Matt Joyce’s Grand Slam Not Enough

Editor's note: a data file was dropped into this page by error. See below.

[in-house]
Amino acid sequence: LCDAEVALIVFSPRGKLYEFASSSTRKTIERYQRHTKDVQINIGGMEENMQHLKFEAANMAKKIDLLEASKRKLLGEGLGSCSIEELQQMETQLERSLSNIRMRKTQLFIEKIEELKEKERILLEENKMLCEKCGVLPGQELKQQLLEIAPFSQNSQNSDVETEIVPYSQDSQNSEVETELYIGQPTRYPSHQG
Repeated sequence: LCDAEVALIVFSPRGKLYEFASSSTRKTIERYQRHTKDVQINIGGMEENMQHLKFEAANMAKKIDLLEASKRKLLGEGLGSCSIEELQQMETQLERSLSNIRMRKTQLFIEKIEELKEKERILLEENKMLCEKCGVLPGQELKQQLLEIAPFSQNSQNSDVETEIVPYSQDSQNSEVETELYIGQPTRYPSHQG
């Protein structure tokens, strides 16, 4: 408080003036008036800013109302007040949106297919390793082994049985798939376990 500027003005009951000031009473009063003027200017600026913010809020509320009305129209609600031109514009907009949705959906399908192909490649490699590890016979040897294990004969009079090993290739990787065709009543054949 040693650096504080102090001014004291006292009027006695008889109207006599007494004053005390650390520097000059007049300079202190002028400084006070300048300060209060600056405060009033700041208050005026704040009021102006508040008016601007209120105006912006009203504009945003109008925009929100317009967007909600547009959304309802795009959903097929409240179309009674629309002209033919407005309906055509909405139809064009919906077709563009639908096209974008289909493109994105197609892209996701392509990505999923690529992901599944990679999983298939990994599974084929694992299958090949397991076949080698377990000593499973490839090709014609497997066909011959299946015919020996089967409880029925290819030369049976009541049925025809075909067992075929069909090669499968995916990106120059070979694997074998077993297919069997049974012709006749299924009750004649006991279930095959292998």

At midnight, I watched an episode of The Rookies called “Angel.”  The guest star was Susan Dey.  She was a naïve young mail who was about to get mixed up in pornographic films, even though Kate Jackson was trying to prevent it.  I watched CBS Sunday Morning and a segment about a 99-year-old usher for the Pittsburgh Pirates.  Another segment showed Norman Lear, Carl Reiner, Mel Brooks, and Dick Van Dyke.  After I went grocery shopping, I took the bus out to the MacArthur BART station.  I headed for the Coliseum.  The giveaway on this Sunday was a wiffle ball set.  There were no food trucks in the plaza because of the Warriors game later in the day.  I bought a hamburger with fries and lemonade inside the stadium.  Sonny Gray was the A’s starting pitcher against the Nationals on this afternoon.  He started off the game well with a clean first inning and two strikeouts.  He gave up a single to start off the second inning, but a double play helped him keep the Nationals from scoring.  The A’s scored the first run of the game when Khris Davis doubled, moved to third base on a Yonder Alonso ground out to first, and came home on Ryon Healy’s ground out.  Gray pitched a clean third inning.  He allowed two walks in the fourth inning, but again a doube play helped him out.  Gray had a clean fifth inning.  The sixth inning was the difficult stretch for Gray.  He gave up a walk, a single, and a triple for two runs, and then a sacrifice fly to left field gave the Nationals a third run.  Gray threw a wild pitch on a strikeout, which would extend the inning a bit.  Meanwhile, only two of the A’s reached base safely through six innings, with Khris Davis’ double and a walk by Matt Joyce.  We saw a Big Head race in which only Rickey Henderson seemed to be making an effort.  Gray pitched the top of the seventh inning.  He allowed just a two-out single.  In the bottom of the inning, Jed Lowrie singled and Khris Davis swung at the next pitch for a home run that tied the game at 3-3.  Ryan Madson pitched the top of the eighth inning.  He gave up a single.  After a stolen base, Madson gave an intentional walk after two pitches.  A double steal made it likely that Madson would give up runs in the inning, and that’s what happened with a home run.  Madson got another out, but Bob Melvin brought in Frankie Montas to get the third out.  The score was 6-3.  In the bottom of the inning with two outs, Matt Joyce singled and Chad Pinder doubled to make the score 6-4.  Montas had a disastrous ninth inning.  He started off by giving up a single and two home runs, making the score 9-4.  After getting two outs, he allowed a walk, a double, and a single for two more runs.  Melvin called upon Josh Smith to get the last out.  Facing a score of 11-4 heading into the bottom of the ninth inning, things looked hopeless for the A’s, but then Khris Davis, Yonder Alonso, and Ryon all singled to load the bases with no outs.  Stephen Vogt hit a ground ball and was called out at first, but on review. The play was overturned, and the score was now 11-5 with the bases still loaded with no outs.  Matt Olson had just arrived from the minor leagues, but Melvin threw him into this situation to pinch-hit for Trevor Plouffe.  He walked, getting the first RBI of his career.  After a pitching change, Rajai Davis was up next, and nobody could understand why he should swing at a 1-0 pitch.  It looked as though he was swinging the bat to try for a home run. If only he had found a way to reach base, the afternoon could have turned out better, because Matt Joyce hit a grand slam to get the score to 11-10.  However, Chad Pinder grounded out, and Jed Lowrie hit a foul ball that was caught to end the game.  On my way out, the usher said the end of the game was exciting.  This game had started at 1:07 with a game time temperature of 68 degrees, and it ended at 4:40.  The sea gulls had started arriving at 2:32, and quite a few of them were in the sky through the end of the game.  The attendance was 21,265.  As I headed home, a lot of basketball fans were going in the opposite direction for their Warriors game.  I got home just after five o’clock and watched the game on television.  I listened to Robert Hilburn’s Rock ‘n’ Roll Times radio program on KCSN.  He played songs by Neil Young, Leonard Cohen, Joni Mitchell, The Band, and Arcade Fire. Some of the people who died on June 5 include Carl Maria von Weber (1826), Stephen Crane (1900), O. Henry (1910), Conway Twitty (1993), Vito Scotti (1996), Jeanette Nolan (1998), Dee Dee Ramone (2002), and Ronald Reagan (2004).  Today is a birthday for Marky Mark (46) and Jeff Garlin (55).  According to the Brandon Brooks Rewind radio segment for June, the Frank Sinatra movie “Come Blow Your Horn” was released in 1963.  In 1974, Sly Stone and Kathy Silva got married during a concert at Madison Square Garden.  In 1977, Alice Cooper’s pet boa constrictor was bitten by a rat it was trying to eat and died.  In 1988, “Phantom of the Opera” won seven Tony Awards, including Best Musical.  In 2002, Dee Dee Ramone was found dead at age 50 from a heroin overdose in his Hollywood apartment.

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